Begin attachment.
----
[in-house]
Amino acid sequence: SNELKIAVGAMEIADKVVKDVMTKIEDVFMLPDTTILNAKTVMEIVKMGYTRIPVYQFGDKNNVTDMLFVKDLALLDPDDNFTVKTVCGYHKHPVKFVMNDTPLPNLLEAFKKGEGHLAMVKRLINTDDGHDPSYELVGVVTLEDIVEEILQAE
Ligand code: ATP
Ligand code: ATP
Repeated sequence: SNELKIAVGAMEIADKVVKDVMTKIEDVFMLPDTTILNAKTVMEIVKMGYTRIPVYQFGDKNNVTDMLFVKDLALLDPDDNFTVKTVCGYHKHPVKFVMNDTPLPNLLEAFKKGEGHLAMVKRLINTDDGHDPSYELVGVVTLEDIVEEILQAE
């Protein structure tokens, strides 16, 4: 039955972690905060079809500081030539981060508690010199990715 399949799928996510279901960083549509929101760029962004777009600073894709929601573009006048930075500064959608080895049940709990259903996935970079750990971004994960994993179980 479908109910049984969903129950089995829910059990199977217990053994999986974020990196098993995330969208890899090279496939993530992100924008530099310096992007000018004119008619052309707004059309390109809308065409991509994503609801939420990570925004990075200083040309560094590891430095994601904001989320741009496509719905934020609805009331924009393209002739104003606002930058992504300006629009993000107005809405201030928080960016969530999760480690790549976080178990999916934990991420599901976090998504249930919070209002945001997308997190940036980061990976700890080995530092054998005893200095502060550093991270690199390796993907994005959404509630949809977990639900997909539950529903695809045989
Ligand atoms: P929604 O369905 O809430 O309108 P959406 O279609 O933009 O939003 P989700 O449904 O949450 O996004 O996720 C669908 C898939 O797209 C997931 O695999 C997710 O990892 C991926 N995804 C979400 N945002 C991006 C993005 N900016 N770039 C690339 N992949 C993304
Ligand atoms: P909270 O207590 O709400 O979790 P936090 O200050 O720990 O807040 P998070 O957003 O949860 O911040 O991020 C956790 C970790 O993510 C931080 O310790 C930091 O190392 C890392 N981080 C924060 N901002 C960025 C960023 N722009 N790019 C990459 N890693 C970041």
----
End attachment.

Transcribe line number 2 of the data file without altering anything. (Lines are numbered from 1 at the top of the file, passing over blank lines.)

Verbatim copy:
Amino acid sequence: SNELKIAVGAMEIADKVVKDVMTKIEDVFMLPDTTILNAKTVMEIVKMGYTRIPVYQFGDKNNVTDMLFVKDLALLDPDDNFTVKTVCGYHKHPVKFVMNDTPLPNLLEAFKKGEGHLAMVKRLINTDDGHDPSYELVGVVTLEDIVEEILQAE